1 What Child is this, who, laid to rest,
On Mary's lap is sleeping?
Whom angels greet with anthems sweet,
While shepherds watch are keeping?
This, this is Christ, the King,
Whom shepherds guard and angels sing:
Haste, haste to bring Him laud,
The Babe, the Son of Mary!
2 Why lies He in such mean estate,
Where ox and ass are feeding?
Good Christian, fear: for sinners here
The silent Word is pleading.[Chorus]
3 So bring Him incense, gold, and myrrh,
Come, peasant, king to own Him.
The King of kings salvation brings;
Let loving hearts enthrone Him.[Chorus]
Baptist Hymnal, (2008)
|First Line:||What child is this, who, laid to rest|
|Title:||What Child Is This|
|Author:||W. Chatterton Dix|
|Meter:||18.104.22.168 with refrain|
|Refrain First Line:||This, this is Christ the King|
Have you ever studied the words of Isaiah 9:6-7 (they begin, "For to us a child is born") and realized just how strange they are? At first glance, the grand titles and expectations seem absurd to place on a child. It’s a strange picture - a small child, hunched over like Atlas, a parliament building set on his shoulders, wearing a crown, perched on a throne, with a very troubled look on his face, as if to say, “What in the world am I doing here?” And yet, this is exactly what these verses tell us to be true. Of course, there was no actual building, no real throne, and no crown but one of thorns. But the thought is still astounding – this child, this baby wrapped in swaddling clothes, would be the fulfillment of these promises. He would be, and is, the Wonderful Counselor, Mighty God, Everlasting Father, Prince of Peace. It is this astonishing prophecy that we keep in mind when we ask the question, “What child is this?”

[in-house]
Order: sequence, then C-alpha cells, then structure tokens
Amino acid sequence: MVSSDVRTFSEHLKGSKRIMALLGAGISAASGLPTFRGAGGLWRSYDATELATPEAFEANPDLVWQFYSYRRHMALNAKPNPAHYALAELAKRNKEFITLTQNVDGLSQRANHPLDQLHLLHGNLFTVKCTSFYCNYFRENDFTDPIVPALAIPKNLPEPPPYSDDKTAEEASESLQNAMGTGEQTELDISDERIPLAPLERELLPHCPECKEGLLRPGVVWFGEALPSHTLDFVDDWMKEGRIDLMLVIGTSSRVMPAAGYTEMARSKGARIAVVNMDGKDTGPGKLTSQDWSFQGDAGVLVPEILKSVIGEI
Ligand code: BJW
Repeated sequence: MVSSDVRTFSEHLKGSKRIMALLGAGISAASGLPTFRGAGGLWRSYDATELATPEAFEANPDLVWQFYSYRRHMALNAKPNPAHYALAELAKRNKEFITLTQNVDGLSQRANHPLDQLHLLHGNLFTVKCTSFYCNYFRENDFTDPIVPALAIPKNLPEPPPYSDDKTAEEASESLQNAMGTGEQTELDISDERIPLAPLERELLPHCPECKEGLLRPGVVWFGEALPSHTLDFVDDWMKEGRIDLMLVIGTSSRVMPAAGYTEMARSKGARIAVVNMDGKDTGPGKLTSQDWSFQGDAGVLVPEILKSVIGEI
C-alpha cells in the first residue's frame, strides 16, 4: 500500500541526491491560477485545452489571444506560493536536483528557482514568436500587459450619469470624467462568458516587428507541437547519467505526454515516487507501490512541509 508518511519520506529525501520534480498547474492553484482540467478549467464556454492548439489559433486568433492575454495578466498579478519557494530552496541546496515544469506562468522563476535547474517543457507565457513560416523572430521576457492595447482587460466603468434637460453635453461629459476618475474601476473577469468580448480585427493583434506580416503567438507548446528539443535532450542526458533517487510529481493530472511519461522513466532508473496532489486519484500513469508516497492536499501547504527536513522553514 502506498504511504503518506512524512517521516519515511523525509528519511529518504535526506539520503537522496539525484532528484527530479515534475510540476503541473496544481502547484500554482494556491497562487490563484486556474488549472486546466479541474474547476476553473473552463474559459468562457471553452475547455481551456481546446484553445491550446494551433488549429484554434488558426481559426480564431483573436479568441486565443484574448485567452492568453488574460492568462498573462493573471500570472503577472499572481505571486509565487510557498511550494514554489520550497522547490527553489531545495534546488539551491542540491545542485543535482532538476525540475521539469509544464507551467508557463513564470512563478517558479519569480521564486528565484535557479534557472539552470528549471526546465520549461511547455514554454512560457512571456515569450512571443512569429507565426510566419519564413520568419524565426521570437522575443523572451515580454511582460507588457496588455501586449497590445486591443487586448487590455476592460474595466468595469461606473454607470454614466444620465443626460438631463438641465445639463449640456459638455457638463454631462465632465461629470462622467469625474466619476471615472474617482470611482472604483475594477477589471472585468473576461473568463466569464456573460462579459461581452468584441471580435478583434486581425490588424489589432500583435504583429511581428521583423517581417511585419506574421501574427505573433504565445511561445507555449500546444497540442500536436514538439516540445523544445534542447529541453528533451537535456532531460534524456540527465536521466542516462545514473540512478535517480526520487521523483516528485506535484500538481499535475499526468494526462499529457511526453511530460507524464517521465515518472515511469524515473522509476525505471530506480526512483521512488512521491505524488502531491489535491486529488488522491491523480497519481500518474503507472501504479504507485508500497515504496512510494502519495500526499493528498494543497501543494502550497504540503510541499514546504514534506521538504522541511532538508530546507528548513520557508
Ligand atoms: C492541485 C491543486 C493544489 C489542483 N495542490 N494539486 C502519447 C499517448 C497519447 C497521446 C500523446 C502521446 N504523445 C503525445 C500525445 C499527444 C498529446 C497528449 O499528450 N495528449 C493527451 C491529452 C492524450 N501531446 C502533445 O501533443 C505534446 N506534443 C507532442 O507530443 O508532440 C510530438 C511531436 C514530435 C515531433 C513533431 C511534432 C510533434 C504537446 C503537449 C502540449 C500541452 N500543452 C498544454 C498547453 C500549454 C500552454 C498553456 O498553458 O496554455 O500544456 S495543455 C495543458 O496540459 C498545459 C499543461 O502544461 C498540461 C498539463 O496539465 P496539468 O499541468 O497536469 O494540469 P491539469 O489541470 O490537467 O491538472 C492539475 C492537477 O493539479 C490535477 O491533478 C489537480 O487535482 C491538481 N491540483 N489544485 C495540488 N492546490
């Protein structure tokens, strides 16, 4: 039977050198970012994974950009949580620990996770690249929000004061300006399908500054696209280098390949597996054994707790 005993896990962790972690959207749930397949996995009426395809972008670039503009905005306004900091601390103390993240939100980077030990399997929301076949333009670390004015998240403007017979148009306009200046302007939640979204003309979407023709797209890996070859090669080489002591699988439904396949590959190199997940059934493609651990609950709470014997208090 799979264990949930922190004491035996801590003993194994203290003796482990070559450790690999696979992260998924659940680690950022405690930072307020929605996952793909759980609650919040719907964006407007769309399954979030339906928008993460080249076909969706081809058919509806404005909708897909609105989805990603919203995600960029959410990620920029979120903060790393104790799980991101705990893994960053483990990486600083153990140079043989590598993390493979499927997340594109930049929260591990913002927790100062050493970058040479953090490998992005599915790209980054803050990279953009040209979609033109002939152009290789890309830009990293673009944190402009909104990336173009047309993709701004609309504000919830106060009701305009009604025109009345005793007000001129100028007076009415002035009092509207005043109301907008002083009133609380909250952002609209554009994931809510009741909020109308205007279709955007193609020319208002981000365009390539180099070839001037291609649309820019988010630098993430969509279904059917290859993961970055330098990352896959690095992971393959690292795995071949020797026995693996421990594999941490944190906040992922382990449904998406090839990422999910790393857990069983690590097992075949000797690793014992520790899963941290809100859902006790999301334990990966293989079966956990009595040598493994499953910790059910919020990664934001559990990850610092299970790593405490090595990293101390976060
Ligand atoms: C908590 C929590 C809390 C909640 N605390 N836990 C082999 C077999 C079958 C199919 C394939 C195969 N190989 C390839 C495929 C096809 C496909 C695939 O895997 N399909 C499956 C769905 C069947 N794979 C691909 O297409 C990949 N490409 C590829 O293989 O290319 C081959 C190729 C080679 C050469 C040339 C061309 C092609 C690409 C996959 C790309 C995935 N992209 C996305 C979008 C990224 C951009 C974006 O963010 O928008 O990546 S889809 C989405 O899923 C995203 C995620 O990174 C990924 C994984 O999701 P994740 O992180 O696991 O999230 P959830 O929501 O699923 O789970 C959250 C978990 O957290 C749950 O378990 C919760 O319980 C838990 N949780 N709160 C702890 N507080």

This text, by William C. Dix, is his own modification of a poem he had written entitled “The Manger Throne.” There are two differences in the text between hymnals. Some hymnals, rather than divide into three verses and a chorus, make the tune of the chorus an extension of each verse, using the traditional words for the chorus as an extension of verse one, and adding new words to verses two and three. Other hymnals that keep the traditional structure alter the third line of the chorus to repeat, “This, this is Christ the King,” rather than “Haste, haste to bring Him laud.”
Perhaps the most famous aspect of this hymn is its tune. GREENSLEEVES is an iconic medieval tune, named for the character about which the old folk song was written, Lady Green Sleeves. It is the only tune now used for Dix’s text. One important difference in the tune among various versions is found in the second measure. The rising notes on the word “this” can either be sung as a half step from B to C, or a whole step, from C to C#.
This gentle hymn can be sung a cappella, or with very light accompaniment. The harmonies are beautiful, so be sure to draw those out. You could start with a children’s choir on the first verse, and add the congregation on the last two. Or start a cappella, and add light guitar or piano. Don’t be afraid to sing this hymn at a fairly quick tempo.
This is a well-known Christmas carol, and is often sung during a carol sing or Christmas Eve service. It is often sung as a solo, and could be sung during the offering, emphasizing the words, “so bring Him incense, gold and myrrh.” Larry Shackley has a beautiful arrangement of this hymn combining it with “Coventry Carol” in his collection of carols for the piano, Christmas Reflections. On the flip side, this hymn could also be sung during the season of Lent. There is an article in Reformed Worship called “Students Celebrate Holy Week: Resources from Two High School Chapels” with an excellent dramatic reading interspersed with the singing of this hymn for a Good Friday service.
Laura de Jong, Hymnary.org